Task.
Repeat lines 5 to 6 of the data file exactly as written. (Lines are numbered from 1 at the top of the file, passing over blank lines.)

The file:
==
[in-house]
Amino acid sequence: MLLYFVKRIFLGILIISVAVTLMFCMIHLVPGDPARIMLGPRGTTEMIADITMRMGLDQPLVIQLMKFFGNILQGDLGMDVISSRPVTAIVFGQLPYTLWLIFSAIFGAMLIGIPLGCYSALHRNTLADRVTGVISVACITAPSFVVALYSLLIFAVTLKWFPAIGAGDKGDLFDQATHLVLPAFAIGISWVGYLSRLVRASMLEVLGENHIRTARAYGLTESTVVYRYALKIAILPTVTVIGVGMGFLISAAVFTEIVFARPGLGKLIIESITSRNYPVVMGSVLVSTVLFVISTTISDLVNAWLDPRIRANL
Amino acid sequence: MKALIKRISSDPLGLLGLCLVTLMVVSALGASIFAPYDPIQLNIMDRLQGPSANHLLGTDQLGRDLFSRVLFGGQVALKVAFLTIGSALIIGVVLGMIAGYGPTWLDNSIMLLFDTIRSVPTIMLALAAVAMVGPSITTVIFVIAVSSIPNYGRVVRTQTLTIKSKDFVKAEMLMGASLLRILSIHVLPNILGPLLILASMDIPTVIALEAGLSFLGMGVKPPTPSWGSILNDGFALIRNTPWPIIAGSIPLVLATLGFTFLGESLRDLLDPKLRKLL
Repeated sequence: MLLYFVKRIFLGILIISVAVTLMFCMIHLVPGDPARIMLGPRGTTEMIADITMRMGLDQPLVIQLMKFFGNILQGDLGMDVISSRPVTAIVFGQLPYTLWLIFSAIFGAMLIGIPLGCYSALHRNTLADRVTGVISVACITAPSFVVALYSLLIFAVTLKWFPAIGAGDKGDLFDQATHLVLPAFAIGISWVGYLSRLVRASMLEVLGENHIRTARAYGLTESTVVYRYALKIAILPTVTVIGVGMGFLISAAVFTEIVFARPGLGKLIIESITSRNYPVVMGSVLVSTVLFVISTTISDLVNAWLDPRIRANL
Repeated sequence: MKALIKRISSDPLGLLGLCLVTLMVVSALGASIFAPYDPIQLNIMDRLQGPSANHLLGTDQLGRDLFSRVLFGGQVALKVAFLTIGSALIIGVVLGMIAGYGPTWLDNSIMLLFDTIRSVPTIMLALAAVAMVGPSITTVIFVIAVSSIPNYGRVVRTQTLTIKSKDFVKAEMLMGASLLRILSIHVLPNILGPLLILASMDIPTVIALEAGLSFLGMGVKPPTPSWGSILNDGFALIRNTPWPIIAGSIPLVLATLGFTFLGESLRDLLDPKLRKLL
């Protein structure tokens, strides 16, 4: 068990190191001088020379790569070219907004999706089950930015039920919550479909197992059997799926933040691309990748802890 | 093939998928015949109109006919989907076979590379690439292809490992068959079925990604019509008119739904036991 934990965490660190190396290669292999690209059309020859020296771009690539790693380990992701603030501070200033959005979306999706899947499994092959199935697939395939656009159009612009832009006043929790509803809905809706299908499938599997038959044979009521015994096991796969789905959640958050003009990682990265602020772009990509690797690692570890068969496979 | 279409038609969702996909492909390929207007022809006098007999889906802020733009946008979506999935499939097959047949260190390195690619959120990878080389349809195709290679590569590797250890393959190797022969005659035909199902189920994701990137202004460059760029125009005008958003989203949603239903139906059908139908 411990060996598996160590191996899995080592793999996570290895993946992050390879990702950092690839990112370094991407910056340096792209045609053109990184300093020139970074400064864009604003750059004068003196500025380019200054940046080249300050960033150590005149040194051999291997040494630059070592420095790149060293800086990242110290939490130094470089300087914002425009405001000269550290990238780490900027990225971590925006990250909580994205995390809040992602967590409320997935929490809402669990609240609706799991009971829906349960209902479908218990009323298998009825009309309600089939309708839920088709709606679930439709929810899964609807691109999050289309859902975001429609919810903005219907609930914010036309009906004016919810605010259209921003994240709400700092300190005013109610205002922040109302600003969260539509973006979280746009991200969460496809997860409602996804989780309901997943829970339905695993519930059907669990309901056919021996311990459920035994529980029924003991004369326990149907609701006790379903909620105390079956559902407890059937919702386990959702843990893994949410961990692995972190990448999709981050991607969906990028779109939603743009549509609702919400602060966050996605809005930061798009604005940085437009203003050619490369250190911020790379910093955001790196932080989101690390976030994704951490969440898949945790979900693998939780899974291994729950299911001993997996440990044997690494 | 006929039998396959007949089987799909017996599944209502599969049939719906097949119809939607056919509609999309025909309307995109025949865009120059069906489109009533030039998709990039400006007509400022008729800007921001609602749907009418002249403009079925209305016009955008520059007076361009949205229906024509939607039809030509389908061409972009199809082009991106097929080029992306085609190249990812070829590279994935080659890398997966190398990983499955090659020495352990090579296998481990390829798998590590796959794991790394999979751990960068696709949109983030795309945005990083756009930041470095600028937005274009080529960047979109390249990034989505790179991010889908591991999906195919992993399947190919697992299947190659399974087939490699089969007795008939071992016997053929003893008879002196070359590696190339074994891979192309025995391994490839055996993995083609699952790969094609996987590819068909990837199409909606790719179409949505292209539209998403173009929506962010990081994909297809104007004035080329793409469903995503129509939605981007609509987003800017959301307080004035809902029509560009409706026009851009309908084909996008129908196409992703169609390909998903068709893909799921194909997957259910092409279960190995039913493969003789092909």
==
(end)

Repeated sequence: MKALIKRISSDPLGLLGLCLVTLMVVSALGASIFAPYDPIQLNIMDRLQGPSANHLLGTDQLGRDLFSRVLFGGQVALKVAFLTIGSALIIGVVLGMIAGYGPTWLDNSIMLLFDTIRSVPTIMLALAAVAMVGPSITTVIFVIAVSSIPNYGRVVRTQTLTIKSKDFVKAEMLMGASLLRILSIHVLPNILGPLLILASMDIPTVIALEAGLSFLGMGVKPPTPSWGSILNDGFALIRNTPWPIIAGSIPLVLATLGFTFLGESLRDLLDPKLRKLL
């Protein structure tokens, strides 16, 4: 068990190191001088020379790569070219907004999706089950930015039920919550479909197992059997799926933040691309990748802890 | 093939998928015949109109006919989907076979590379690439292809490992068959079925990604019509008119739904036991 934990965490660190190396290669292999690209059309020859020296771009690539790693380990992701603030501070200033959005979306999706899947499994092959199935697939395939656009159009612009832009006043929790509803809905809706299908499938599997038959044979009521015994096991796969789905959640958050003009990682990265602020772009990509690797690692570890068969496979 | 279409038609969702996909492909390929207007022809006098007999889906802020733009946008979506999935499939097959047949260190390195690619959120990878080389349809195709290679590569590797250890393959190797022969005659035909199902189920994701990137202004460059760029125009005008958003989203949603239903139906059908139908 411990060996598996160590191996899995080592793999996570290895993946992050390879990702950092690839990112370094991407910056340096792209045609053109990184300093020139970074400064864009604003750059004068003196500025380019200054940046080249300050960033150590005149040194051999291997040494630059070592420095790149060293800086990242110290939490130094470089300087914002425009405001000269550290990238780490900027990225971590925006990250909580994205995390809040992602967590409320997935929490809402669990609240609706799991009971829906349960209902479908218990009323298998009825009309309600089939309708839920088709709606679930439709929810899964609807691109999050289309859902975001429609919810903005219907609930914010036309009906004016919810605010259209921003994240709400700092300190005013109610205002922040109302600003969260539509973006979280746009991200969460496809997860409602996804989780309901997943829970339905695993519930059907669990309901056919021996311990459920035994529980029924003991004369326990149907609701006790379903909620105390079956559902407890059937919702386990959702843990893994949410961990692995972190990448999709981050991607969906990028779109939603743009549509609702919400602060966050996605809005930061798009604005940085437009203003050619490369250190911020790379910093955001790196932080989101690390976030994704951490969440898949945790979900693998939780899974291994729950299911001993997996440990044997690494 | 006929039998396959007949089987799909017996599944209502599969049939719906097949119809939607056919509609999309025909309307995109025949865009120059069906489109009533030039998709990039400006007509400022008729800007921001609602749907009418002249403009079925209305016009955008520059007076361009949205229906024509939607039809030509389908061409972009199809082009991106097929080029992306085609190249990812070829590279994935080659890398997966190398990983499955090659020495352990090579296998481990390829798998590590796959794991790394999979751990960068696709949109983030795309945005990083756009930041470095600028937005274009080529960047979109390249990034989505790179991010889908591991999906195919992993399947190919697992299947190659399974087939490699089969007795008939071992016997053929003893008879002196070359590696190339074994891979192309025995391994490839055996993995083609699952790969094609996987590819068909990837199409909606790719179409949505292209539209998403173009929506962010990081994909297809104007004035080329793409469903995503129509939605981007609509987003800017959301307080004035809902029509560009409706026009851009309908084909996008129908196409992703169609390909998903068709893909799921194909997957259910092409279960190995039913493969003789092909």